ISPCA rescue horse with skin falling away from its body and face

ISPCA rescue horse with skin falling away from its body and face

A mare with “horrific lesions” has been rescued from a site in East Cork, according to the Evening Echo.

The animal, and her three-year-old foal, were removed from a field by an inspector for the Irish Society for the Protection of Cruelty to Animals (ISPCA) and brought to a rescue centre in Mallow.

The mare was found to have been suffering from severe photosensitivity and exhibited “horrific lesions” where the skin was falling away from her body and face.

Blood tests are being carried out on the animal to assess the status of her liver. It is hoped that more information about the condition will be revealed by the test results.

An ISPCA spokesperson described the condition as an extremely serious one and one that is often characterised by “crusty skin that dies and sloughs away”.

A mare and her three-week young foal were recently removed from a field in East Cork by ISPCA Inspector Lisa O’Donovan.
A mare and her three-week young foal were recently removed from a field in East Cork by ISPCA Inspector Lisa O’Donovan.

While it is usually caused by a reaction to something ingested, the problem does not manifest until the skin is exposed to sunlight.

The ISPCA confirmed it is currently trying to trace the owner of the animal. Neither the mare nor the foal are microchipped.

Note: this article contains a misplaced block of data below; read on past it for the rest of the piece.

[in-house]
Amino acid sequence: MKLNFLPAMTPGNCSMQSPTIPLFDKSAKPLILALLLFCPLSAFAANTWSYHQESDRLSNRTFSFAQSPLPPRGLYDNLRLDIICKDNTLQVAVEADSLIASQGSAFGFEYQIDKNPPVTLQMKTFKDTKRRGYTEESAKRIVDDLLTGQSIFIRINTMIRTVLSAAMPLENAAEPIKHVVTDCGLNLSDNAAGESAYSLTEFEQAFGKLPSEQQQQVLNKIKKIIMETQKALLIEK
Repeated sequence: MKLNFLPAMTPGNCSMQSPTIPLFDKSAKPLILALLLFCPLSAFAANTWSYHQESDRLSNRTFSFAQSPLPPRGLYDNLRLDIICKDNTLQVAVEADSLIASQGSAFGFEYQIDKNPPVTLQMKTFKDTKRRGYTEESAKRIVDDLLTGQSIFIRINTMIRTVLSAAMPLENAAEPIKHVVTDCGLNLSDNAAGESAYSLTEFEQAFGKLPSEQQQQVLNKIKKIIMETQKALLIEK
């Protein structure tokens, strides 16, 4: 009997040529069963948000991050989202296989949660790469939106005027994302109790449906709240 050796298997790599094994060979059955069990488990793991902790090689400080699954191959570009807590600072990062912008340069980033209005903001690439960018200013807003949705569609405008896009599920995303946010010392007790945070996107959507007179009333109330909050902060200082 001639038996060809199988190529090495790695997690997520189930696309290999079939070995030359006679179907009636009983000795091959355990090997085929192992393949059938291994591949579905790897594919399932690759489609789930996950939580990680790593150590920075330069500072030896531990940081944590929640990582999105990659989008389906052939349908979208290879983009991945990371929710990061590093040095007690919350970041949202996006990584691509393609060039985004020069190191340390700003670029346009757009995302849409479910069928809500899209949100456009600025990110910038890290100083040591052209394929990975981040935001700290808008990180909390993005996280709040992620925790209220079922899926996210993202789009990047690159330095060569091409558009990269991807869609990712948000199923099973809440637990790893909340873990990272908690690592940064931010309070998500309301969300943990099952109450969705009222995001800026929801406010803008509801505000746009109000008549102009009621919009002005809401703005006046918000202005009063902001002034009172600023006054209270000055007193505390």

“The mare is comfortable at present, but she has to be kept stabled and her skin kept soothed,” said ISPCA inspector Lisa O’Donovan.

“We are still unsure of the severity of the damage to her body, but we are thankful that both her foal and herself are safe and kept in a cool UV-free environment.”

This is the second serious case of the condition that Inspector O’Donovan has seen. She said it highlighted the need for animal owners to monitor daily for ailments or abrasions.

She said that as a charitable organisation the society relies heavily on the support of the public in terms of funding and urged people to continue to make donations to the ISPCA via their website www.ispca.ie.

This story first appeared in today's Evening Echo.


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